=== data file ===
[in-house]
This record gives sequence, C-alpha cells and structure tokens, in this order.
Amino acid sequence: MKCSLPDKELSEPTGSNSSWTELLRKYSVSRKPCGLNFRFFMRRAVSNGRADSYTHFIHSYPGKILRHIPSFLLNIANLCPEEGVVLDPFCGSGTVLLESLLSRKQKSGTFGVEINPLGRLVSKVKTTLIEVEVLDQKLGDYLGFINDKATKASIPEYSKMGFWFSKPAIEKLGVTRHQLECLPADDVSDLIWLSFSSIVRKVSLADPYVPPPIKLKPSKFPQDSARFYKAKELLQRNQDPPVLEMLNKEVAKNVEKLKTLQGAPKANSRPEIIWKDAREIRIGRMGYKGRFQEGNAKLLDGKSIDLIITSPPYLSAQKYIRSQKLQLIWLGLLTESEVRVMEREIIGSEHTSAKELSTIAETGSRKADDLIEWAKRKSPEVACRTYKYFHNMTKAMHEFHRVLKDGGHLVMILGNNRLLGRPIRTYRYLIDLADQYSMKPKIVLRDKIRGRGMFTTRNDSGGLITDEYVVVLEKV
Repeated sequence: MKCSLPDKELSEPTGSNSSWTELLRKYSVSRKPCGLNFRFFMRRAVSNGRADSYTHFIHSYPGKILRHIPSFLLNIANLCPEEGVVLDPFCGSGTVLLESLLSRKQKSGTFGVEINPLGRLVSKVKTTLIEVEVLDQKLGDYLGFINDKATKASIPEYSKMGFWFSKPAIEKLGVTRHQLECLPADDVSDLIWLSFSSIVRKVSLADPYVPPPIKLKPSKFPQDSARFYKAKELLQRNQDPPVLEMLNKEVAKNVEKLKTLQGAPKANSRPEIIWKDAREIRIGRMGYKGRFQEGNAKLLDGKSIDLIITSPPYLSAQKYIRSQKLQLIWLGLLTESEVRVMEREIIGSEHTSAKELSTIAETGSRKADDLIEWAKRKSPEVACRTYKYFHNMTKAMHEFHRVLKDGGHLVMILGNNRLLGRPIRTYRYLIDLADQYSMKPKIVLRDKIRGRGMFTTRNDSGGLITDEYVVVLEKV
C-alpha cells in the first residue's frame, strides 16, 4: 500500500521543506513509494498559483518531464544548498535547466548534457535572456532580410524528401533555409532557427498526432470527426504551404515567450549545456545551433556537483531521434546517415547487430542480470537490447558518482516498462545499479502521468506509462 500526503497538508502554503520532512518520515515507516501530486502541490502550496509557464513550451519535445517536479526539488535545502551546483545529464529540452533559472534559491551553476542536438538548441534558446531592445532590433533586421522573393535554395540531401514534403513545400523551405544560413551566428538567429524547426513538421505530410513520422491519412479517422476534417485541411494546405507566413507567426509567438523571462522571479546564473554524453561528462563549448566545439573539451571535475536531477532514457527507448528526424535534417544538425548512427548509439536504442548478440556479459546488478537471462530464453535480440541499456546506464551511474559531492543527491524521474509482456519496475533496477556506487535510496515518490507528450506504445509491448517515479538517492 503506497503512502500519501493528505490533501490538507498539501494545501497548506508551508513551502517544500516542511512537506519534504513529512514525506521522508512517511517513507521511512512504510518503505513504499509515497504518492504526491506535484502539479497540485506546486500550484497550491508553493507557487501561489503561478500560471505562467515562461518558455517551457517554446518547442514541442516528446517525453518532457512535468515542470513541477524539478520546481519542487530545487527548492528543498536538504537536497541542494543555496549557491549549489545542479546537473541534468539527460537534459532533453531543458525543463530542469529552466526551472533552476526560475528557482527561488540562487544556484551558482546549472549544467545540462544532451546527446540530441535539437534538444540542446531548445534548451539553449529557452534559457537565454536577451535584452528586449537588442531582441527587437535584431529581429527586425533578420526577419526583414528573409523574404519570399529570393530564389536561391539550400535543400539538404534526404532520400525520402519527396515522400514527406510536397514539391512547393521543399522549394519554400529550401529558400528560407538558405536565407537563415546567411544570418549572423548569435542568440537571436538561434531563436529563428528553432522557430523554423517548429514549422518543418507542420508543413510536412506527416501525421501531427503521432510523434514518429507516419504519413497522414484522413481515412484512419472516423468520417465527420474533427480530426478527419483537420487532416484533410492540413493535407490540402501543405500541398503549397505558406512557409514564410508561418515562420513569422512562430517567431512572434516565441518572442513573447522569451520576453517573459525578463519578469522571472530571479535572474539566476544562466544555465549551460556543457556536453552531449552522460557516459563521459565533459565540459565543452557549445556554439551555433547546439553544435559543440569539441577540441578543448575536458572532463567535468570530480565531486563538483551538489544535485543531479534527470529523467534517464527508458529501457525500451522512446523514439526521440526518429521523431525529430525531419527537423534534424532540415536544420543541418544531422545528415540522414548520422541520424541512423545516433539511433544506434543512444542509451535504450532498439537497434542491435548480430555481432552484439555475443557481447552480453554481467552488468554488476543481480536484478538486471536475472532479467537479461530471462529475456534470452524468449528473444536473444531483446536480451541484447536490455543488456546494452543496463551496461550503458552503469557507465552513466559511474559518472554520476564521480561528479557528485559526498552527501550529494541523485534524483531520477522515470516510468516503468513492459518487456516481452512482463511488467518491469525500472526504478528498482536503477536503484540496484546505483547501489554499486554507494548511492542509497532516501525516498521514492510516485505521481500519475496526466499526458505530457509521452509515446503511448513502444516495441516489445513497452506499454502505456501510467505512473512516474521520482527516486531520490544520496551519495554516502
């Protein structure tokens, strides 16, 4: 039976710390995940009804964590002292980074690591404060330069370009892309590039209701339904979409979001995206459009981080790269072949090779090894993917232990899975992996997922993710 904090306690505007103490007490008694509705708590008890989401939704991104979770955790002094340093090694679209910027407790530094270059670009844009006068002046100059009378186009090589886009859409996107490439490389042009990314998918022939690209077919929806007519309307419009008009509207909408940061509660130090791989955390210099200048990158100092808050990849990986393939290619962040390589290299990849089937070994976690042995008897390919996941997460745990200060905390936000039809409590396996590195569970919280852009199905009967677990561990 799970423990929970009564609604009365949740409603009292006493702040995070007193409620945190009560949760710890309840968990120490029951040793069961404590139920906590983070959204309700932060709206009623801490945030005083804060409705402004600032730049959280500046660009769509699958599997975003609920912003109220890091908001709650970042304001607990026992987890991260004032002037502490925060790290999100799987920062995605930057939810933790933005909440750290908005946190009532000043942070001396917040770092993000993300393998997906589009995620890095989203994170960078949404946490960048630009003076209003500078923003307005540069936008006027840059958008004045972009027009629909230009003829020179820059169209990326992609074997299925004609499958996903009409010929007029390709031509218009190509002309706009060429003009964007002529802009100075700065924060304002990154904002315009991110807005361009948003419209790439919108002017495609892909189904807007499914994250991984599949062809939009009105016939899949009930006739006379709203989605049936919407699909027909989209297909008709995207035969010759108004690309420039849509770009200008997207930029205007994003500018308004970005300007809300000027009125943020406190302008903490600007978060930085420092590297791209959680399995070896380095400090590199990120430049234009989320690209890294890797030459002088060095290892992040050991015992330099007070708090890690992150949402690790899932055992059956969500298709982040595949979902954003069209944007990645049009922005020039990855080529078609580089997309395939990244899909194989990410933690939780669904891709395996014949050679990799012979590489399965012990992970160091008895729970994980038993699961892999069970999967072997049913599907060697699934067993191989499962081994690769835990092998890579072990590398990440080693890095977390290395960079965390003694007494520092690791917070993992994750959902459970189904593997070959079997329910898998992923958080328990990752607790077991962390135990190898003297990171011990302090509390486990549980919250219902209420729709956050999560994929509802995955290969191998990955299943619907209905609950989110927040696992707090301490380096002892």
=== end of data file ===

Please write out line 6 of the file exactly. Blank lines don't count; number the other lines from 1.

């Protein structure tokens, strides 16, 4: 039976710390995940009804964590002292980074690591404060330069370009892309590039209701339904979409979001995206459009981080790269072949090779090894993917232990899975992996997922993710 904090306690505007103490007490008694509705708590008890989401939704991104979770955790002094340093090694679209910027407790530094270059670009844009006068002046100059009378186009090589886009859409996107490439490389042009990314998918022939690209077919929806007519309307419009008009509207909408940061509660130090791989955390210099200048990158100092808050990849990986393939290619962040390589290299990849089937070994976690042995008897390919996941997460745990200060905390936000039809409590396996590195569970919280852009199905009967677990561990 799970423990929970009564609604009365949740409603009292006493702040995070007193409620945190009560949760710890309840968990120490029951040793069961404590139920906590983070959204309700932060709206009623801490945030005083804060409705402004600032730049959280500046660009769509699958599997975003609920912003109220890091908001709650970042304001607990026992987890991260004032002037502490925060790290999100799987920062995605930057939810933790933005909440750290908005946190009532000043942070001396917040770092993000993300393998997906589009995620890095989203994170960078949404946490960048630009003076209003500078923003307005540069936008006027840059958008004045972009027009629909230009003829020179820059169209990326992609074997299925004609499958996903009409010929007029390709031509218009190509002309706009060429003009964007002529802009100075700065924060304002990154904002315009991110807005361009948003419209790439919108002017495609892909189904807007499914994250991984599949062809939009009105016939899949009930006739006379709203989605049936919407699909027909989209297909008709995207035969010759108004690309420039849509770009200008997207930029205007994003500018308004970005300007809300000027009125943020406190302008903490600007978060930085420092590297791209959680399995070896380095400090590199990120430049234009989320690209890294890797030459002088060095290892992040050991015992330099007070708090890690992150949402690790899932055992059956969500298709982040595949979902954003069209944007990645049009922005020039990855080529078609580089997309395939990244899909194989990410933690939780669904891709395996014949050679990799012979590489399965012990992970160091008895729970994980038993699961892999069970999967072997049913599907060697699934067993191989499962081994690769835990092998890579072990590398990440080693890095977390290395960079965390003694007494520092690791917070993992994750959902459970189904593997070959079997329910898998992923958080328990990752607790077991962390135990190898003297990171011990302090509390486990549980919250219902209420729709956050999560994929509802995955290969191998990955299943619907209905609950989110927040696992707090301490380096002892």